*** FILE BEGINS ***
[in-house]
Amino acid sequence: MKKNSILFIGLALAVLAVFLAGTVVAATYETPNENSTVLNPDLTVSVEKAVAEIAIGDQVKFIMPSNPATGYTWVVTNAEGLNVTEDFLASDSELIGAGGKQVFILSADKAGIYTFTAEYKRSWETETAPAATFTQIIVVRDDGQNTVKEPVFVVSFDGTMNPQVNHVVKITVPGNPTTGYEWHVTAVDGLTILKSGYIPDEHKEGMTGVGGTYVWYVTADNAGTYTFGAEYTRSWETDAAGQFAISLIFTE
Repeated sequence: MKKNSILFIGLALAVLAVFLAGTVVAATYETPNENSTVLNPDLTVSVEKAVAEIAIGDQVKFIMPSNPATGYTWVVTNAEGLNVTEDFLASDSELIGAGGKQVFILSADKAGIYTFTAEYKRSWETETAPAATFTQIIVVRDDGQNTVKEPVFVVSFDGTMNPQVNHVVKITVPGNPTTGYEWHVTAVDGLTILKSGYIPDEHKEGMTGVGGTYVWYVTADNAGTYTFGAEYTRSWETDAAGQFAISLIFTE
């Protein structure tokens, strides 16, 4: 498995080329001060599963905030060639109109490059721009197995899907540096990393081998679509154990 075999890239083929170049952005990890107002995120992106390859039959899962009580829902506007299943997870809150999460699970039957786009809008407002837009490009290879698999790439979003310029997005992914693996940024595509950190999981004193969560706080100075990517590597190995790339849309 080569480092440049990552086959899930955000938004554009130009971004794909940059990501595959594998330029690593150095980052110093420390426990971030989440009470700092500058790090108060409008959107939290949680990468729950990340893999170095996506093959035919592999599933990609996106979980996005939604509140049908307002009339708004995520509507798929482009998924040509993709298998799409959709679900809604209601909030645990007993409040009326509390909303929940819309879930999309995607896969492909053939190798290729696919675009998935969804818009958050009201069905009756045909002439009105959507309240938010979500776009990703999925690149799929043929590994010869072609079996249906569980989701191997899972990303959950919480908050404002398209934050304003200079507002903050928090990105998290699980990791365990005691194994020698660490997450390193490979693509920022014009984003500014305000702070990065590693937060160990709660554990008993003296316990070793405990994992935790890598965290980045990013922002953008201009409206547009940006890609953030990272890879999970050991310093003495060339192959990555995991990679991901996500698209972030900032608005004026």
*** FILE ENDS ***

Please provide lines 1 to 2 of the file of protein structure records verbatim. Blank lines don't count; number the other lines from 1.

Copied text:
[in-house]
Amino acid sequence: MKKNSILFIGLALAVLAVFLAGTVVAATYETPNENSTVLNPDLTVSVEKAVAEIAIGDQVKFIMPSNPATGYTWVVTNAEGLNVTEDFLASDSELIGAGGKQVFILSADKAGIYTFTAEYKRSWETETAPAATFTQIIVVRDDGQNTVKEPVFVVSFDGTMNPQVNHVVKITVPGNPTTGYEWHVTAVDGLTILKSGYIPDEHKEGMTGVGGTYVWYVTADNAGTYTFGAEYTRSWETDAAGQFAISLIFTE